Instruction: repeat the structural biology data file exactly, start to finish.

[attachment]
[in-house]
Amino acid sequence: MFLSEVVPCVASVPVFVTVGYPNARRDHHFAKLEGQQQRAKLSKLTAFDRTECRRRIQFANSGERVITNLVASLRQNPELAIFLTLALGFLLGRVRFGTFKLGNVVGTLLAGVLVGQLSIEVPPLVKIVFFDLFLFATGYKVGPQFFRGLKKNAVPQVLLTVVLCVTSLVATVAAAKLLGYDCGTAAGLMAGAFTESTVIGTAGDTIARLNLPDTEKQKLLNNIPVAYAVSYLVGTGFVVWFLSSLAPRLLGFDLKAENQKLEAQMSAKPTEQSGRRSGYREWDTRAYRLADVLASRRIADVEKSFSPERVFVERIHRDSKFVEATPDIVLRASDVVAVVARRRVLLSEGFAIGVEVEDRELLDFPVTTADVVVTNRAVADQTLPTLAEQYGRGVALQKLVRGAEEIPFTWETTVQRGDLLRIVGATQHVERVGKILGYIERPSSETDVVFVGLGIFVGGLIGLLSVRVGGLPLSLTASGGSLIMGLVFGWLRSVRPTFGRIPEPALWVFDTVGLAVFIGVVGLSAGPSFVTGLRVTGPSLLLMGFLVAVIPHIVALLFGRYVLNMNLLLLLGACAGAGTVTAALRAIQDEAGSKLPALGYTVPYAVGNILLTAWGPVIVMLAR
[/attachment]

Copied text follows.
[in-house]
Amino acid sequence: MFLSEVVPCVASVPVFVTVGYPNARRDHHFAKLEGQQQRAKLSKLTAFDRTECRRRIQFANSGERVITNLVASLRQNPELAIFLTLALGFLLGRVRFGTFKLGNVVGTLLAGVLVGQLSIEVPPLVKIVFFDLFLFATGYKVGPQFFRGLKKNAVPQVLLTVVLCVTSLVATVAAAKLLGYDCGTAAGLMAGAFTESTVIGTAGDTIARLNLPDTEKQKLLNNIPVAYAVSYLVGTGFVVWFLSSLAPRLLGFDLKAENQKLEAQMSAKPTEQSGRRSGYREWDTRAYRLADVLASRRIADVEKSFSPERVFVERIHRDSKFVEATPDIVLRASDVVAVVARRRVLLSEGFAIGVEVEDRELLDFPVTTADVVVTNRAVADQTLPTLAEQYGRGVALQKLVRGAEEIPFTWETTVQRGDLLRIVGATQHVERVGKILGYIERPSSETDVVFVGLGIFVGGLIGLLSVRVGGLPLSLTASGGSLIMGLVFGWLRSVRPTFGRIPEPALWVFDTVGLAVFIGVVGLSAGPSFVTGLRVTGPSLLLMGFLVAVIPHIVALLFGRYVLNMNLLLLLGACAGAGTVTAALRAIQDEAGSKLPALGYTVPYAVGNILLTAWGPVIVMLAR